I recently read a disturbing line in an avalanche bulletin from another mountain range, in another state, apparently also suffering from this snow-drought we’re having: According to their records dating back to 1945, the only worse Decembers (thus far) for lack of snow where in 1976 and 1962. Northern Colorado isn’t alone, other areas around the country are also feeling the impotence of early winter storms (although the southern ranges in Colorado are doing comparatively well). That being said, there’s a reason patience is a virtue and the winter is truly only just beginning. For the last few weeks, the snows have managed to dodge Rocky Mountain Nat’l Park, giving us a mere few inches in that time. But things are looking up with a few more inches last night and the hope of more snow in the future. Here in Estes, we received about 6-7″ with greater amounts in Boulder (16″ at another guide’s house there). Snow amounts tend to drop to lackluster levels the further west you travel, a classic up-slope storm…again.
Here at CMS we’ve already run two AIARE Level 1 courses in the Park despite the shallow snow-pack. Still, we’ve managed to find deep-enough pockets of snow for observation profiles/pits and have found lots of weak snow to keep us interested. Generally speaking, our snow-pack overall is comprised of a series of wind-slabs above treeline and a mostly faceted snow-pack below treeline. Many guides have also noted surface hoar around the Park. In the last weeks, skiing on bullet-hard “wind board” above treeline gave way to bottomless facets in the trees. In both zones, a substantial load of new snow will tip the scales towards instability. Above treeline, the primary concern will continue to be wind-slabs freshly formed from the new snow; elsewhere, a faceted snow-pack speckled with areas of buried surface hoar will prove tricky for backcountry travelers. Be aware, buried surface hoar and the profusion of such weak structure in the snow-pack throughout the Park are conditions that we as locals are not accustomed to seeing. This might be considered abnormal conditions requiring extra caution as new snow is added to the system.
Admittedly, the skiing hasn’t been the greatest around here for a while now. As the snow-pack has weakened, skiers and boarders have been “discovering” the hidden obstacles underneath, often breaching all layers and smacking the actual ground. Trails have been hard-packed and icy. Thanks to a super-strong wind event in mid-November, lots of trees are down creating another challenge until they’re buried. However, good turns can still be found in the most protected zones but a word of advice: use your rock skis. The Park has received just enough new snow to camouflage many obstacles so we’re all skiing like ninjas despite the freshies. It’s only going to get better from here…it’s gotta!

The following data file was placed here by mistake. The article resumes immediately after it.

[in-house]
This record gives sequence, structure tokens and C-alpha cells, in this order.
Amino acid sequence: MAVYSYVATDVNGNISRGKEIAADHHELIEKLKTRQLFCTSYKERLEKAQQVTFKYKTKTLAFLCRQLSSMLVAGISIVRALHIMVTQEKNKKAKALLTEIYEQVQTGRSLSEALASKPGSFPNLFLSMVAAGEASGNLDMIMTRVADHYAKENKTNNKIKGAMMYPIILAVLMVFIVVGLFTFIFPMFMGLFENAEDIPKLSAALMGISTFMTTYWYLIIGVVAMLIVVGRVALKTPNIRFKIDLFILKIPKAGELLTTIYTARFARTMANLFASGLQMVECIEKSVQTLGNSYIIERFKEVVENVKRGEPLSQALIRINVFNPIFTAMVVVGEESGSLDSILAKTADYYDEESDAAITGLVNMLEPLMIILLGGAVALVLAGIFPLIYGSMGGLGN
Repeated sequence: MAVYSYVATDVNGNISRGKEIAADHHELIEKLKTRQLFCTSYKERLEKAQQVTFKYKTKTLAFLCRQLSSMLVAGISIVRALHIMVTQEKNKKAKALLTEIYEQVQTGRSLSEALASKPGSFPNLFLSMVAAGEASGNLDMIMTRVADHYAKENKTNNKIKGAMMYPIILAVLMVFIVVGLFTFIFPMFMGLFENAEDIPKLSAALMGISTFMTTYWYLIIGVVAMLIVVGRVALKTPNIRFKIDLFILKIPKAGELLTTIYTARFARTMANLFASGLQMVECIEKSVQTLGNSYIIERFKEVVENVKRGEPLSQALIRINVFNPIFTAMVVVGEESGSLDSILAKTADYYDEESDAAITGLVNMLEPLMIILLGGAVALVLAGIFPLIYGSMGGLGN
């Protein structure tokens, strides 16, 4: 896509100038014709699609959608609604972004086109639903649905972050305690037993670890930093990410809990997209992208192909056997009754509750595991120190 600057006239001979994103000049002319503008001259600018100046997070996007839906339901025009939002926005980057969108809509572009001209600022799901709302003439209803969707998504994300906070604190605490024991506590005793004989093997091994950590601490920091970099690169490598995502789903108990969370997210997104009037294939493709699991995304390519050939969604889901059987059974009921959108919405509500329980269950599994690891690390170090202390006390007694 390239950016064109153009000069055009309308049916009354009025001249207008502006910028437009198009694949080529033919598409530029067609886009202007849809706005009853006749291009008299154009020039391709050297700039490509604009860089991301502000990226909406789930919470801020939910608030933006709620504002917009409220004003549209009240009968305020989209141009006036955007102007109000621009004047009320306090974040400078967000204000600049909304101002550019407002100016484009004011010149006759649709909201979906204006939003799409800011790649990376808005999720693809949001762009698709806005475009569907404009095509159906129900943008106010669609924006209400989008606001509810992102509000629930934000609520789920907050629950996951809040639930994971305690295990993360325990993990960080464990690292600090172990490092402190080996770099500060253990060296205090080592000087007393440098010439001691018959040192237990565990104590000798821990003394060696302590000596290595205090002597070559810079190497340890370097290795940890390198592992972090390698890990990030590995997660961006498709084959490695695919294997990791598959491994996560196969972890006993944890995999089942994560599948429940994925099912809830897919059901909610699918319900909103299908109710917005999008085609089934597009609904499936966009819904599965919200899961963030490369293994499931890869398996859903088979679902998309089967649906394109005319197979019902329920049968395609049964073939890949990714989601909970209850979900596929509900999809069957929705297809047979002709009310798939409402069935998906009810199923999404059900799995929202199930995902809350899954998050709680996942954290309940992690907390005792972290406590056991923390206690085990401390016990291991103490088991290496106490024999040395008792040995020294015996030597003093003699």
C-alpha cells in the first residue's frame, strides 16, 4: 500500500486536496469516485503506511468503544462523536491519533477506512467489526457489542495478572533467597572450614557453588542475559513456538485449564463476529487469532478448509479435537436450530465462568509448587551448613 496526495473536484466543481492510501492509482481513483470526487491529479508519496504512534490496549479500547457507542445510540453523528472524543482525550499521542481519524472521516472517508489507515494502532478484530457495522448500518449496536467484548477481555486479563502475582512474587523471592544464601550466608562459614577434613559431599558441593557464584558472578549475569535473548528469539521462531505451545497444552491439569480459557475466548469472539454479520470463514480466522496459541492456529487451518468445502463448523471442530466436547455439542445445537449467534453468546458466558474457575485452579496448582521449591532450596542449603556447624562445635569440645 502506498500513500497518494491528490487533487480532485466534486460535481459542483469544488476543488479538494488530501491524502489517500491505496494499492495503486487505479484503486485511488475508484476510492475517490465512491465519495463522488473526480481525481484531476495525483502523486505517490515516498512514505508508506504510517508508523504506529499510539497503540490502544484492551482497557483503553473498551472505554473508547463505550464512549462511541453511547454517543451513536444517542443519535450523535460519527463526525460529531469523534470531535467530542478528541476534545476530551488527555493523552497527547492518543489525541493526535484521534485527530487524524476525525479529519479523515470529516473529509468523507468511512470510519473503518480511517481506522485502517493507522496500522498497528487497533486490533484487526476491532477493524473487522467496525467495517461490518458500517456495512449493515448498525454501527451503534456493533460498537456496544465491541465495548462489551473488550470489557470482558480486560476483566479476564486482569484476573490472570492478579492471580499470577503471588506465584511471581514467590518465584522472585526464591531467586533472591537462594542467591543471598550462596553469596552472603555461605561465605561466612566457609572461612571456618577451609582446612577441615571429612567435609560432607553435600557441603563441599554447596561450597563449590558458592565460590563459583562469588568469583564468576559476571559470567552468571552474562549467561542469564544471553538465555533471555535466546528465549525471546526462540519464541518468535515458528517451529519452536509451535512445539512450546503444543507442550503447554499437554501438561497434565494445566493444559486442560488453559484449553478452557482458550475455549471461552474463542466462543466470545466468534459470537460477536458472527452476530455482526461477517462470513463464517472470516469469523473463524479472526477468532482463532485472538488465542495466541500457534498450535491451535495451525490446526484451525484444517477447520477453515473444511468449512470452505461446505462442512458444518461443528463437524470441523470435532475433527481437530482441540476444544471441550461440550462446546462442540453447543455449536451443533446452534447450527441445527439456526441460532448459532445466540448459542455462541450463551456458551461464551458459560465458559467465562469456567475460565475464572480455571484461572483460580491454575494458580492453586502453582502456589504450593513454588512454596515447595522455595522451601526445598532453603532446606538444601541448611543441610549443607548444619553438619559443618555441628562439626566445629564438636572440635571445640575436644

Thankfully, poor skiing conditions often mean good ice climbing conditions and many of the guides here have been taking full advantage of that. These last few weeks have been generally good for the Park ice with many of the routes in better shape than most years. We’ve been guiding the classics like All Mixed Up and Notchtop’s NE Face as well as climbing around Black Lake and the Loch areas. None of our crew has ventured into the Longs Peak Cirque in a while but reports are that Alexander’s Chimney is the only worthwhile route in the area aside from the usual obscuraties.
– All Mixed Up: CMS guides Joey Thompson, Chris Burke and Matt Lipscomb all climbed the route within the week. The approach was packed in nicely above Mills Lake but the new snow will make things more challenging. They reported marginally-bonded ice in some sections but the worst were passable with rock protection. The final pitch is super fat and is not currently the crux of the route. The descent was snow-covered talus hopping but, again, the new snow will probably hide some nasty holes.
– NE Face, Notchtop and area: CMS guides Mike Soucy and Roy Leggett climbed this route recently and reported easy climbing on the ice with decent snow-climbing en route. The first pitch, which can be tricky in thin years, was all ice. Mike and Roy climbed past Hot Doggie via a couple ice pitches low on the Face and said it looked good up close.
I went up to climb the Face yesterday but strong winds, new snow, near-zero visibility, worsening weather and fresh wind-slab caused us to veer onto the Guides Wall instead. From what little we could see of the Face, conditions were similar to what Mike and Roy reported with Hot Doggie looking fatter than I’ve ever seen. I heard a 2nd-hand report, though, that the ice on Doggie was “game on” climbing. Grace Falls is also the biggest I’ve seen in years, very wide with options ranging from thin-ice smears to WI4 pillars and easier lines on the periphery.